Red Dress Ink is a publishing company that was formed solely to produce the popular "chick-lit" novels that have flooded bookshelves lately. True to form, the majority of Red Dress Ink’s books are fluffy little numbers about meeting guys, partying and drinking. However, every once in a while, they release a book with a bit more substance, straining the borders of what qualifies as "chick-lit". Two such novels have been by the same author, Laura Caldwell. The first, Burning the Map, was about a young women’s trip to Greece with her friends and dealt with some heavy issues. The second, A Clean Slate, deals with many of the same issues as Caldwell’s first novel with a bit of a twist.
Kelly McGraw is a thirty-year-old woman who comes home to find that her key no longer works and someone else is living in her townhouse. As she starts to piece the situation together, she realizes that not only has she forgotten selling her house, but she has also forgotten losing her job and her boyfriend. In fact, she’s forgotten the entire last five months of her life.
With the help of her best friend Laney, Kelly realizes that she has been extremely depressed over the last five months and has barely left the house. However, now that she has a bit of amnesia, the depression is over and Kelly is eager to begin a new life doing what she has always loved — photography. Unfortunately, there’s another reason behind Kelly’s tattered memory, something that has nothing to do with her broken relationship or lack of a job. And it’s this that Kelly will end up having to deal with — if she can remember what it is.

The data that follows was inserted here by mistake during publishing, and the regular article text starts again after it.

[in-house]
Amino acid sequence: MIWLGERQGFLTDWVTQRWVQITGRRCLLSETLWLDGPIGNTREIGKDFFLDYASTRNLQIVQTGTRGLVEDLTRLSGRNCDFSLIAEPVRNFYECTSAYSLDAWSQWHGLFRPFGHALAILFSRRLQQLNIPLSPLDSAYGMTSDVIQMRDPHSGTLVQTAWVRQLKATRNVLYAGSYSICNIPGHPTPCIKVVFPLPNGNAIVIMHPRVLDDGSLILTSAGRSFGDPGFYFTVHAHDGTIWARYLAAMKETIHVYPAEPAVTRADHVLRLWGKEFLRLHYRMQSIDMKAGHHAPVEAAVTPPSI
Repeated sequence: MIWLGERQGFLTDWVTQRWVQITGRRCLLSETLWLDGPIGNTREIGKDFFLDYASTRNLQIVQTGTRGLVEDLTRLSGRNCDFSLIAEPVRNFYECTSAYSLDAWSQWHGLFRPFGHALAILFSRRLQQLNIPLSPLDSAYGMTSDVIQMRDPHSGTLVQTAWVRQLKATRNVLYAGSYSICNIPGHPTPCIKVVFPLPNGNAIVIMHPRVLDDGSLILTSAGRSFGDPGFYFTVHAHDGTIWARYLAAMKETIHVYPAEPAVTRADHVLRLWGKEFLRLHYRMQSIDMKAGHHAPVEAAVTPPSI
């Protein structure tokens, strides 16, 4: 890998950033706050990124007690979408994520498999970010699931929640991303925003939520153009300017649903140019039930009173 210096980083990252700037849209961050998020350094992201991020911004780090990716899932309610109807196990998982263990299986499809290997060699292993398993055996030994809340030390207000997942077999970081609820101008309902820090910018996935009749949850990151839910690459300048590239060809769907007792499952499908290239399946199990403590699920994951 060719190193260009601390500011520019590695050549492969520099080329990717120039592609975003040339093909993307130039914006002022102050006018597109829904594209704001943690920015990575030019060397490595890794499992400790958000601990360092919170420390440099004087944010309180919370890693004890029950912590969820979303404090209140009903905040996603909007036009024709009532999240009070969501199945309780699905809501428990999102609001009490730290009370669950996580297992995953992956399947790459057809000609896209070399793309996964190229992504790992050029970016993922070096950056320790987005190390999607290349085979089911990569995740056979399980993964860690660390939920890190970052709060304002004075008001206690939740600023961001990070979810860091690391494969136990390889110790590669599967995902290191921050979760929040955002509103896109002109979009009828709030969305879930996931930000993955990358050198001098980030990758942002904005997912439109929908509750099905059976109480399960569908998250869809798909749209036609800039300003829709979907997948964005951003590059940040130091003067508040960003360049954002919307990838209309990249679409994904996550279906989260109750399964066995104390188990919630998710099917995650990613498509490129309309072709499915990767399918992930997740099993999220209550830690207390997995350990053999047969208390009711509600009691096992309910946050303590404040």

Although A Clean Slate could have easily been made into a typical chick-lit book with amusing incidents involving Kelly’s memory loss and a fairy-tale ending, Caldwell simply does not write this way. As with Burning the Map, Caldwell writes about deep, complicated and often melancholy characters who are dealing with real (and not always fun) issues. Yes, there’s a bit about relationships and there’s some drinking and nights out on the town involved, but this is never what Caldwell’s books are really about. They’re about the main character and the challenges she goes through to make a better life for herself. And, as in her previous novel, Caldwell is not about to wrap up the ending of her book in a shiny little package of all's-well-that-ends-well. Instead, she focuses on what life is really like: a set of challenges that never ends, not even when you turn the last page of the book.